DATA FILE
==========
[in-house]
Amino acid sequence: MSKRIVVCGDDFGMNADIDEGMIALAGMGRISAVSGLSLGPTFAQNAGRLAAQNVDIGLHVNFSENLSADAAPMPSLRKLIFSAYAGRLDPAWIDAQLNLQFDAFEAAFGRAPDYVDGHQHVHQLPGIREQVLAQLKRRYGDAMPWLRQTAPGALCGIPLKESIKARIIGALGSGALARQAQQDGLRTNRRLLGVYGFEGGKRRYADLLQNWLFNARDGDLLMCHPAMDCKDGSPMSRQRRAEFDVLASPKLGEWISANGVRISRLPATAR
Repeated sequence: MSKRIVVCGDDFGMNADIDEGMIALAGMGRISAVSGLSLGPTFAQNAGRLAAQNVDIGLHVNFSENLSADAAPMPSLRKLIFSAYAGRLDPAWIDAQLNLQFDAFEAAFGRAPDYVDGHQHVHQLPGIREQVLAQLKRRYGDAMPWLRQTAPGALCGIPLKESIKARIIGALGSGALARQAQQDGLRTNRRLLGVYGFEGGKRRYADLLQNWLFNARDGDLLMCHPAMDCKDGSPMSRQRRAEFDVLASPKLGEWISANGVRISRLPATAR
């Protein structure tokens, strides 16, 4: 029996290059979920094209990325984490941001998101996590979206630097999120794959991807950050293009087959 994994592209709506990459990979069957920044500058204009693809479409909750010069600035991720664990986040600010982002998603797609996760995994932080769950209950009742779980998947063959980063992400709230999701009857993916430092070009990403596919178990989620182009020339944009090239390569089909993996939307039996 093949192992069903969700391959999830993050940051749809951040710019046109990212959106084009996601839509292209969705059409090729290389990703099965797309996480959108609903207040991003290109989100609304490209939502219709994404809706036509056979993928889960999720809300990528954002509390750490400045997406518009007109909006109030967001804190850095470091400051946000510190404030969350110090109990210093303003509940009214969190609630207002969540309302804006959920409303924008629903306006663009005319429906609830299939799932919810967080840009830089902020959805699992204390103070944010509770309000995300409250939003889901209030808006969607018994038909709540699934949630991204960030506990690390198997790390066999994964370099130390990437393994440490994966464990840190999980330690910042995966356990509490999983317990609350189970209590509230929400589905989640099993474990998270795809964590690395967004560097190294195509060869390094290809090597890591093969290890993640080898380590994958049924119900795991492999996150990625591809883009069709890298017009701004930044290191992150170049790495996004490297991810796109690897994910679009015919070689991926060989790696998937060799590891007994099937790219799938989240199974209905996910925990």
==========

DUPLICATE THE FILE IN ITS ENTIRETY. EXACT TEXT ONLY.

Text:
[in-house]
Amino acid sequence: MSKRIVVCGDDFGMNADIDEGMIALAGMGRISAVSGLSLGPTFAQNAGRLAAQNVDIGLHVNFSENLSADAAPMPSLRKLIFSAYAGRLDPAWIDAQLNLQFDAFEAAFGRAPDYVDGHQHVHQLPGIREQVLAQLKRRYGDAMPWLRQTAPGALCGIPLKESIKARIIGALGSGALARQAQQDGLRTNRRLLGVYGFEGGKRRYADLLQNWLFNARDGDLLMCHPAMDCKDGSPMSRQRRAEFDVLASPKLGEWISANGVRISRLPATAR
Repeated sequence: MSKRIVVCGDDFGMNADIDEGMIALAGMGRISAVSGLSLGPTFAQNAGRLAAQNVDIGLHVNFSENLSADAAPMPSLRKLIFSAYAGRLDPAWIDAQLNLQFDAFEAAFGRAPDYVDGHQHVHQLPGIREQVLAQLKRRYGDAMPWLRQTAPGALCGIPLKESIKARIIGALGSGALARQAQQDGLRTNRRLLGVYGFEGGKRRYADLLQNWLFNARDGDLLMCHPAMDCKDGSPMSRQRRAEFDVLASPKLGEWISANGVRISRLPATAR
């Protein structure tokens, strides 16, 4: 029996290059979920094209990325984490941001998101996590979206630097999120794959991807950050293009087959 994994592209709506990459990979069957920044500058204009693809479409909750010069600035991720664990986040600010982002998603797609996760995994932080769950209950009742779980998947063959980063992400709230999701009857993916430092070009990403596919178990989620182009020339944009090239390569089909993996939307039996 093949192992069903969700391959999830993050940051749809951040710019046109990212959106084009996601839509292209969705059409090729290389990703099965797309996480959108609903207040991003290109989100609304490209939502219709994404809706036509056979993928889960999720809300990528954002509390750490400045997406518009007109909006109030967001804190850095470091400051946000510190404030969350110090109990210093303003509940009214969190609630207002969540309302804006959920409303924008629903306006663009005319429906609830299939799932919810967080840009830089902020959805699992204390103070944010509770309000995300409250939003889901209030808006969607018994038909709540699934949630991204960030506990690390198997790390066999994964370099130390990437393994440490994966464990840190999980330690910042995966356990509490999983317990609350189970209590509230929400589905989640099993474990998270795809964590690395967004560097190294195509060869390094290809090597890591093969290890993640080898380590994958049924119900795991492999996150990625591809883009069709890298017009701004930044290191992150170049790495996004490297991810796109690897994910679009015919070689991926060989790696998937060799590891007994099937790219799938989240199974209905996910925990």